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Antimicrobial activity of two novel antimicrobial peptides AA139 and SET-M33 against clinically and genotypically diverse Klebsiella pneumoniae isolates with differing antibiotic resistance profiles

van der Weide, Hessel, Vermeulen-de Jongh, Denise M.C., van der Meijden, Aart, Boers, Stefan A., Kreft, Deborah, ten Kate, Marian T., Falciani, Chiara, Pini, Alessandro, Strandh, Magnus, Bakker-Woudenberg, Irma A.J.M., Hays, John P., Goessens, Wil H.F.
International journal of antimicrobial agents 2019 v.54 no.2 pp. 159-166
Klebsiella pneumoniae, antibacterial properties, antibiotic resistance, antimicrobial peptides, bacteria, colistin, cross resistance, drugs, mechanism of action, multiple drug resistance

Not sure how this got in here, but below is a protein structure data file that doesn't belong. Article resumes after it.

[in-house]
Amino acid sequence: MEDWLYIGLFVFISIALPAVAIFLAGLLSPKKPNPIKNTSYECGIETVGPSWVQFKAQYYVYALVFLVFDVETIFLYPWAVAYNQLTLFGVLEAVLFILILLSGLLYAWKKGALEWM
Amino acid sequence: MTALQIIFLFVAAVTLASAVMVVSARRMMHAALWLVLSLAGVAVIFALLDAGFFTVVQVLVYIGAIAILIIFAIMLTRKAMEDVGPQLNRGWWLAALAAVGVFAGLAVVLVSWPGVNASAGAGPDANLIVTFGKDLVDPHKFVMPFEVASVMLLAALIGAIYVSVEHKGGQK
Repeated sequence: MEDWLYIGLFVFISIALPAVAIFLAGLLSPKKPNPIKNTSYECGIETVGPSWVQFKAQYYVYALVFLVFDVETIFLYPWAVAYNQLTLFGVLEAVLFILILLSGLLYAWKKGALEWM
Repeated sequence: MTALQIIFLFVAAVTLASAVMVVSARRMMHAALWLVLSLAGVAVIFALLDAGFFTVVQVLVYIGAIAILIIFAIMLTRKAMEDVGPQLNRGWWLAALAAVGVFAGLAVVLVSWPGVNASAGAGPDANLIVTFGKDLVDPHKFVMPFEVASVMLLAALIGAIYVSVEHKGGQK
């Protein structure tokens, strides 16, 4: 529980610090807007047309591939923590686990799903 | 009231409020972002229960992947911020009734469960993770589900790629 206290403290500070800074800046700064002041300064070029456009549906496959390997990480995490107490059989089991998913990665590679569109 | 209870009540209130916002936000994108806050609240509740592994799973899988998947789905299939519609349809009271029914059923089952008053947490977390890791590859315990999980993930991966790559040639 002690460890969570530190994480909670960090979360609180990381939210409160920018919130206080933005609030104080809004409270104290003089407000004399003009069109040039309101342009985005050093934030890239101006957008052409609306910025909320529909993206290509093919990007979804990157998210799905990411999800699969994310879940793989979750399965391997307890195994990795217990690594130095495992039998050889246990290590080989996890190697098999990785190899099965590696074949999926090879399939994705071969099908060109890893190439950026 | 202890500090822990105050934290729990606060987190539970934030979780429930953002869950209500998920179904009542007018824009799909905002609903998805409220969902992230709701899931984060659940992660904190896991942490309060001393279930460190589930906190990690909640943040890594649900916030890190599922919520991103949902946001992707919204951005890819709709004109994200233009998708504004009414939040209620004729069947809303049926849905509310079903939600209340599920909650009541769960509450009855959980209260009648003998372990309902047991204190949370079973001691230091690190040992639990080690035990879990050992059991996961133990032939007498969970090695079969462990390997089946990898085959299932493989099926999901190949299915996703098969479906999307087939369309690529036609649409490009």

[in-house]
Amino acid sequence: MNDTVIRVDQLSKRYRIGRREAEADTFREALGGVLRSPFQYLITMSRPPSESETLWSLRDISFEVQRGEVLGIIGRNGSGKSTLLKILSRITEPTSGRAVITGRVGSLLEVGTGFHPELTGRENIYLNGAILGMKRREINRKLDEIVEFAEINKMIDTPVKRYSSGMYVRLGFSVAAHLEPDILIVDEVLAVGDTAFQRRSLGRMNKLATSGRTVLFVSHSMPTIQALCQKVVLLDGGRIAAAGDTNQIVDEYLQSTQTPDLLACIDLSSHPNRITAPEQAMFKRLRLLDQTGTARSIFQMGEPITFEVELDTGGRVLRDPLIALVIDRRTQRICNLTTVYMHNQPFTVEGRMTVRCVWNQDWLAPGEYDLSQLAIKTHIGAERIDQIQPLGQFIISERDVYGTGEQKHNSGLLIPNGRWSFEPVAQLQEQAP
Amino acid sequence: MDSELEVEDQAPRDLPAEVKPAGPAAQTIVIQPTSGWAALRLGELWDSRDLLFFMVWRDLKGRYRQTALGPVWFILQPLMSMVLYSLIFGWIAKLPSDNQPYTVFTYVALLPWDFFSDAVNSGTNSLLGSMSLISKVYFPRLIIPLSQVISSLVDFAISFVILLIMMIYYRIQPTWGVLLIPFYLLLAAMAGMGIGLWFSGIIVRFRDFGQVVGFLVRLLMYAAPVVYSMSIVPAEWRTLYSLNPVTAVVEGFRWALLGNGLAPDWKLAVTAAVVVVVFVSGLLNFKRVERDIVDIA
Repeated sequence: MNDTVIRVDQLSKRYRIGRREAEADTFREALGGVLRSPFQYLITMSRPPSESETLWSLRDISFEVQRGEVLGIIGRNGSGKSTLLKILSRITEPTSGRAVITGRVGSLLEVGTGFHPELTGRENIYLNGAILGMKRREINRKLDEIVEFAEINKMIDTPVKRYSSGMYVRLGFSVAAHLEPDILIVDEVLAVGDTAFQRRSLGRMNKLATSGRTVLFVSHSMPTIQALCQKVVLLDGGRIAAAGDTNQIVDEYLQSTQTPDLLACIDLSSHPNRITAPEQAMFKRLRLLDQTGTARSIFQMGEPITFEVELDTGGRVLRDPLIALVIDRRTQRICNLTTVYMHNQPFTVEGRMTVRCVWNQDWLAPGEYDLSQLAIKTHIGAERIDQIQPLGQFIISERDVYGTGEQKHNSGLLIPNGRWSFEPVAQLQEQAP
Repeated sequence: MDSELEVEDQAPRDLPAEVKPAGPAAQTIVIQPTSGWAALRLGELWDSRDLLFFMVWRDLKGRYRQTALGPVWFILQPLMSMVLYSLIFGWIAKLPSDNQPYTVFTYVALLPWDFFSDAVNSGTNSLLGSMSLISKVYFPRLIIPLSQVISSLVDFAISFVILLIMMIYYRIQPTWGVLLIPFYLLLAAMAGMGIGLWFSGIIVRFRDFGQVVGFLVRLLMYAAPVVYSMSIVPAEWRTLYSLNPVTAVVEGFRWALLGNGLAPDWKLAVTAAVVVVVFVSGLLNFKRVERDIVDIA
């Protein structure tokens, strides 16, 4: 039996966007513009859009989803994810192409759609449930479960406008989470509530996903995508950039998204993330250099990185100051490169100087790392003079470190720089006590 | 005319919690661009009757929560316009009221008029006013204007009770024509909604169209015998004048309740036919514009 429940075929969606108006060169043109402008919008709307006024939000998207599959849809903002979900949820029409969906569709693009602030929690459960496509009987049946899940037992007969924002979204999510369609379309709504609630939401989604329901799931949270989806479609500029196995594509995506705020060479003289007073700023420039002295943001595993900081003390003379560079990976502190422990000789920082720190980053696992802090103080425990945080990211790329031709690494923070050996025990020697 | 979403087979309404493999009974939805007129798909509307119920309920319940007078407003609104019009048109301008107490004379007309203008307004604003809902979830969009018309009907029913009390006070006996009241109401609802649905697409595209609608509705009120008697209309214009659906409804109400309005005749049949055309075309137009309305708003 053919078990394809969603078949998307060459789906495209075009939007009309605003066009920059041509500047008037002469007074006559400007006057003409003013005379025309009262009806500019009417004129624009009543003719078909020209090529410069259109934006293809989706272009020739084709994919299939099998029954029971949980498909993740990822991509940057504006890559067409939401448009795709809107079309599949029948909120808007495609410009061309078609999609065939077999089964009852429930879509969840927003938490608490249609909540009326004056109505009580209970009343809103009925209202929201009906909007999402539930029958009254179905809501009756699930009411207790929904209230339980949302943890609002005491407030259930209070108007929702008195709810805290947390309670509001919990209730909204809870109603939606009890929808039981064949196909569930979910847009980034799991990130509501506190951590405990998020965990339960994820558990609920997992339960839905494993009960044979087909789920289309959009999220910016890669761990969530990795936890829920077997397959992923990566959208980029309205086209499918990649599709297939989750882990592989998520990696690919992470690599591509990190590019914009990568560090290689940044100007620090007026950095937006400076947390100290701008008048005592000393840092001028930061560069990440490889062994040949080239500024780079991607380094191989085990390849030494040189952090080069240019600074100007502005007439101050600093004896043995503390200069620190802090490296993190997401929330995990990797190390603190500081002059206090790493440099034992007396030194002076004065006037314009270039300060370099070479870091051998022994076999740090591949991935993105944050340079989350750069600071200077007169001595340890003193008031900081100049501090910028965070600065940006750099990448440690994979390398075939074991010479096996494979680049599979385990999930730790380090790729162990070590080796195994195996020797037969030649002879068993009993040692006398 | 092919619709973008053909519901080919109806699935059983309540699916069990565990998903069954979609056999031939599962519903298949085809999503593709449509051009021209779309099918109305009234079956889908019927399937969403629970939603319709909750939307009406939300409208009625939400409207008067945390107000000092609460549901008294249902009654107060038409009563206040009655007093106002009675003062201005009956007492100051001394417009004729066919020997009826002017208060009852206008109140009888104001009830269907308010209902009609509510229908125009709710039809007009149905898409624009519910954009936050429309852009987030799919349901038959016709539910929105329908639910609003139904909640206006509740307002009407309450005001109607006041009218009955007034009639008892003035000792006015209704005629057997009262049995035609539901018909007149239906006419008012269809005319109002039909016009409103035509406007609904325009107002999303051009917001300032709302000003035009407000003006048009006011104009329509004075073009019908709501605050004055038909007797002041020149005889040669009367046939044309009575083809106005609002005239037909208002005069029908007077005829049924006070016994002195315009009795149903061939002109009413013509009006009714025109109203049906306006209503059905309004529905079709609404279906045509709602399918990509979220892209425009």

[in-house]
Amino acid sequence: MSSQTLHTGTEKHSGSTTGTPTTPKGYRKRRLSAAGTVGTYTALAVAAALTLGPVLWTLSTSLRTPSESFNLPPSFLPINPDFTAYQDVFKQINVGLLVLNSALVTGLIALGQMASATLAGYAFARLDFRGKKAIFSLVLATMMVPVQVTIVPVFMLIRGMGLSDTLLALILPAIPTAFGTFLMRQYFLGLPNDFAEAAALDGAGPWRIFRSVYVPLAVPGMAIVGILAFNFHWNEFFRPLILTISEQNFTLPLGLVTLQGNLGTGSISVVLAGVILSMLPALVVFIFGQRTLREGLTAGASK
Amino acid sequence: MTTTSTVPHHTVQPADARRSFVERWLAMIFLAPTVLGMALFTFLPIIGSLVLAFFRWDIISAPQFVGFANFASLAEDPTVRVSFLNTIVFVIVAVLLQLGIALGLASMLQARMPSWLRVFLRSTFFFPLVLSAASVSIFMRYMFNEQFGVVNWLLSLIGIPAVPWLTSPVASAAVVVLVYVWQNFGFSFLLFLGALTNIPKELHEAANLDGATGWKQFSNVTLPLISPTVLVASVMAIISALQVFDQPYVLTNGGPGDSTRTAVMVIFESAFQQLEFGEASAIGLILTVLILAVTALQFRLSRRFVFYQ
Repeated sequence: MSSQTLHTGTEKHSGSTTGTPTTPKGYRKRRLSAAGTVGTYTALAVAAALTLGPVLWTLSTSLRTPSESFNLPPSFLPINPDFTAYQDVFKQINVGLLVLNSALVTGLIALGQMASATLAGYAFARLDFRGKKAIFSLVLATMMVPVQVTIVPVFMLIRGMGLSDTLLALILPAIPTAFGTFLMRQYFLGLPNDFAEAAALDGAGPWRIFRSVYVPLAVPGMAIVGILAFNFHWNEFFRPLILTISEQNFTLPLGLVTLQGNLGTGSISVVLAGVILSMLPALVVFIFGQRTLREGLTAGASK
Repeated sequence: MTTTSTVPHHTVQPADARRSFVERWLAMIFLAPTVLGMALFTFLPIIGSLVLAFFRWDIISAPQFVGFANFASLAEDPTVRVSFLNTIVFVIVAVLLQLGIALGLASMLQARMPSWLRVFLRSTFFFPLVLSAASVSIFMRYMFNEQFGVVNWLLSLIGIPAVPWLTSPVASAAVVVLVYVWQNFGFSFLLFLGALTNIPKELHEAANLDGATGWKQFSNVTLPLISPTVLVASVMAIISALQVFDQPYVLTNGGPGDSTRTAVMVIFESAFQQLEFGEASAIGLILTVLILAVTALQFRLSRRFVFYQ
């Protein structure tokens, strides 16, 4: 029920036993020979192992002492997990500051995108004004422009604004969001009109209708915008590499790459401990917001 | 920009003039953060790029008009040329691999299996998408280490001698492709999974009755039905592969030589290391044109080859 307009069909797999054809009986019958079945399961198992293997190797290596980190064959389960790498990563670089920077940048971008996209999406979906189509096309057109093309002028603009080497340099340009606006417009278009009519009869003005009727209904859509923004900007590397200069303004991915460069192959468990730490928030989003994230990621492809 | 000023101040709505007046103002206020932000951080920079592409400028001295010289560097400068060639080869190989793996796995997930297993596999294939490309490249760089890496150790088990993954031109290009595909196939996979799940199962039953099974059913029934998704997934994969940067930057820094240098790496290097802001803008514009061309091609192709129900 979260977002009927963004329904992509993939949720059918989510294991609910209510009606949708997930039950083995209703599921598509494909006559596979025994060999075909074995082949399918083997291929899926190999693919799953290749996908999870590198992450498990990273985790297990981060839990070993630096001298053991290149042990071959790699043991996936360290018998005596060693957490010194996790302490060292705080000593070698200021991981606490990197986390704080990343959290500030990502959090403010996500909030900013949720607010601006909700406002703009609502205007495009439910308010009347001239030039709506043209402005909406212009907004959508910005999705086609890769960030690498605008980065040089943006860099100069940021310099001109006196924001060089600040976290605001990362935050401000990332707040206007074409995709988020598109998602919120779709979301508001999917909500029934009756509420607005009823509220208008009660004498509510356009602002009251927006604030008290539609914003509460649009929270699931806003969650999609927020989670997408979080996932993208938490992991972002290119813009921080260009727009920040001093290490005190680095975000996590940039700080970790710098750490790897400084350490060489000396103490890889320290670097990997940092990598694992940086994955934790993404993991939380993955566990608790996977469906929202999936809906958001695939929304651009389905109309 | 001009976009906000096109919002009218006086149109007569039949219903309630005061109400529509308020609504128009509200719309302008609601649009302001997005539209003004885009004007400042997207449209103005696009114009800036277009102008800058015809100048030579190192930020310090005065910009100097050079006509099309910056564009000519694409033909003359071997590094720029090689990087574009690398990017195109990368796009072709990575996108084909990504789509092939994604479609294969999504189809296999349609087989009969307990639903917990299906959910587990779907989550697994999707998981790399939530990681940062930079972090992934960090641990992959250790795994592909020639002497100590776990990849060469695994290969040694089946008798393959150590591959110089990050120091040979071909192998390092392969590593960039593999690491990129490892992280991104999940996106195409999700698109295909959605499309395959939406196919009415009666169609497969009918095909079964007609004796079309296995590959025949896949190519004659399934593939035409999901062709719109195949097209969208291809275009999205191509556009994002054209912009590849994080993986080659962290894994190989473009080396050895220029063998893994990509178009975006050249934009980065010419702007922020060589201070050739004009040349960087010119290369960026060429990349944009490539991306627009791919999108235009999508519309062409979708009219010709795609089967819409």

Colistin is an antimicrobial peptide (AMP) used as a drug of last resort, although plasmid-mediated colistin resistance (MCR) has been reported. AA139 and SET-M33 are novel AMPs currently in development for the treatment of multidrug-resistant (MDR) Gram-negative bacterial infections. As many AMPs have a similar mode of action to colistin, potentially leading to cross-resistance, the antimicrobial activity of AA139 and SET-M33 was investigated against a collection of 50 clinically and genotypically diverse Klebsiella pneumoniae isolates with differing antibiotic resistance profiles, including colistin-resistant strains. The collection was genotypically characterised and susceptibility to clinically relevant antibiotics was determined. Susceptibility to AA139 and SET-M33 did not differ among the collection despite differences in underlying mechanisms of resistance or susceptibility to colistin. For three colistin-susceptible and three colistin-resistant strains with distinct MDR profiles as well as an additional MCR-producing strain, the bactericidal activity of AA139, SET-M33 and colistin during 24 h of exposure was examined. Following 24 h of exposure to AA139, SET-M33 or colistin, the seven strains were tested for changes in susceptibility to the respective AMPs. AA139 and SET-M33 showed a concentration-dependent bactericidal effect irrespective of bacterial susceptibility to colistin. Exposure to low colistin concentrations resulted in the development of colistin resistance in colistin-susceptible strains, whereas susceptibility to AA139 and SET-M33 following exposure to the respective AMPs was maintained. The two novel AMPs remained effective against colistin-resistant strains and may be promising novel drugs for the treatment of clinically and genotypically diverse MDR K. pneumoniae infections, including infections associated with colistin-resistant bacteria.